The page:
Diverse roles in DNA metabolism have been envisaged for budding yeast and mammalian Rif1. In particular, yeast Rif1 is involved in telomere homeostasis, while its mammalian counterpart participates in the cellular response to DNA double‐strand breaks (DSBs). Here, we show that Saccharomyces cerevisiae Rif1 supports cell survival to DNA lesions in the absence of MRX or Sae2. Furthermore, it contributes to the nucleolytic processing (resection) of DSBs. This Rif1‐dependent control of DSB resection becomes important for DSB repair by homologous recombination when resection activities are suboptimal.
Rif1 promotes nucleolytic processing of DNA double‐strand breaks in S. cerevisiae via a pathway that is partially redundant with the one involving Sae2 and Exo1.
Saccharomyces cerevisiae Rif1 supports cell viability in the absence of the MRX complex.
Rif1 promotes resection of DNA double‐strand breaks.
Lack of Rad9 suppresses the resection defect of rif1∆ cells and the growth defect of rif1∆ mre11∆ cells.
Rif1 has been identified in Saccharomyces cerevisiae as a negative regulator of telomere length and transcriptional silencing , . Although Rif1 physically interacts with the telomeric proteins Rap1 and Rif2, these proteins regulate telomere metabolism by different mechanisms. In fact, Rap1 and Rif2 inhibit both nucleolytic processing and non‐homologous end joining (NHEJ) at telomeres, while Rif1 is not involved in these processes , , . Instead, Rif1 plays a unique role in supporting cells' viability ,  and in preventing nucleolytic degradation in situations where telomere protection is altered, such as in mutants affecting the CST (Cdc13‐Stn1‐Ten1) complex . On the other hand, both Rif1 and Rif2 prevent short telomeric ends from causing a checkpoint‐mediated cell cycle arrest by inhibiting the recruitment of the checkpoint proteins Rad9, Mec1 and Rad24 to these ends , .
Mammalian Rif1 is not part of the telomeric complex, while it is involved in the response to DNA double‐strand breaks (DSBs). DSBs can be repaired by homologous recombination (HR), which requires the formation of RPA‐coated single‐stranded DNA (ssDNA) that arises from 5′ to 3′ nucleolytic degradation (resection) of DNA ends . DSB resection in mammals is promoted by BRCA1, which forms a complex with CtIP and MRN (orthologs of S. cerevisiae Sae2 and MRX, respectively) . Rif1 has been recently shown to prevent DSB resection in G1 by blocking the accumulation of BRCA1 at the sites of damage , , , .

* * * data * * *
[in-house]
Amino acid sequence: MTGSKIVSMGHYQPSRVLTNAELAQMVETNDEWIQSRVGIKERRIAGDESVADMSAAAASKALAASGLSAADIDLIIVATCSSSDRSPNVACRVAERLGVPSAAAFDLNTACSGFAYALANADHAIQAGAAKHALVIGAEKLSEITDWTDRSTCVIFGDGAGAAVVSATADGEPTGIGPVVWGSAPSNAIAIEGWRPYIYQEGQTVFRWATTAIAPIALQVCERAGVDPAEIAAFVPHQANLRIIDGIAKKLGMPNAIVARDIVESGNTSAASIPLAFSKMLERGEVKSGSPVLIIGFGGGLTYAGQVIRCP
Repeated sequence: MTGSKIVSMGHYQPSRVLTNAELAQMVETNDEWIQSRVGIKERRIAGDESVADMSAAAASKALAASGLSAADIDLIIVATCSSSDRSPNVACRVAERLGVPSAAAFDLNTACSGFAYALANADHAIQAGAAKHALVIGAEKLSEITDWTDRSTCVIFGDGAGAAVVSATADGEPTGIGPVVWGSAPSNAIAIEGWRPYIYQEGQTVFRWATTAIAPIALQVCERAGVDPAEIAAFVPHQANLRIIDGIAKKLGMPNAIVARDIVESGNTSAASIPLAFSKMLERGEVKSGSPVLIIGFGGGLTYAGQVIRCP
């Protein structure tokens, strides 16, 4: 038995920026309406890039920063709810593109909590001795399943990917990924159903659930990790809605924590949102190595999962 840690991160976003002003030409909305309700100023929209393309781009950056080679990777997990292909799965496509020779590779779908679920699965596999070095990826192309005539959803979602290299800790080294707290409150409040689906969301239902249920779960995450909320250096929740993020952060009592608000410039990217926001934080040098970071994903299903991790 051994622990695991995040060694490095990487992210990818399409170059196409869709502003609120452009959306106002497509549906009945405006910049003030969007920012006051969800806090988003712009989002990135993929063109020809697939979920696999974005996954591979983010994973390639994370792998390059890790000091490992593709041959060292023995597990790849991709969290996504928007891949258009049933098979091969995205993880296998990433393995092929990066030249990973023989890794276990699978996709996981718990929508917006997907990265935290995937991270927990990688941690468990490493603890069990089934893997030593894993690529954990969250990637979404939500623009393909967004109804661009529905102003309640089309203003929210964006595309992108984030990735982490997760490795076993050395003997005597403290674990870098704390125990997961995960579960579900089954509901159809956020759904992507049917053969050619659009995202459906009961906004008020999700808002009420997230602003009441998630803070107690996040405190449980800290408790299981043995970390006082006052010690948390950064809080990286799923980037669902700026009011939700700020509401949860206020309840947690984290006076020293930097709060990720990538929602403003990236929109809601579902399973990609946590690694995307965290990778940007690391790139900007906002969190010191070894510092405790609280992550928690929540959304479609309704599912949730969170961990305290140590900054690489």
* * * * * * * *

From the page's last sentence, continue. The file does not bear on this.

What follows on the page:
Whether budding yeast Rif1 functions exclusively at telomeres or it plays a role also at DSBs like its mammalian counterpart remains to be determined. Here, we show that S. cerevisiae Rif1 functions together with Sae2 and MRX in DSB repair by HR.
Results and Discussion
Rif1 supports cell viability in the absence of the MRX complex
In S. cerevisiae, the MRX (Mre11‐Rad50‐Xrs2) complex initiates DSB end resection by acting in concert with Sae2 . To investigate whether Rif1 is involved in the DNA damage response, we analysed the effects of its absence in cells either lacking Mre11 or Sae2 or carrying the nuclease‐defective mre11‐H125N allele. When meiotic tetrads from diploid strains heterozygous for the rif1∆ and mre11∆ alleles were analysed for spore viability on YEPD plates, all rif1∆ mre11∆ double‐mutant spores formed much smaller colonies than each single‐mutant spore (Fig 1A). The smaller colony size was due to the loss of viability, as rif1∆ mre11∆ spore clones contained a much lower number of colony‐forming units than each single‐mutant spore clone (Supplementary Fig S1). By contrast, RIF1 deletion did not significantly affect the size of the colonies formed by mre11‐H125N and reduced only slightly the size of the colonies of sae2∆ spores (Fig 1B,C).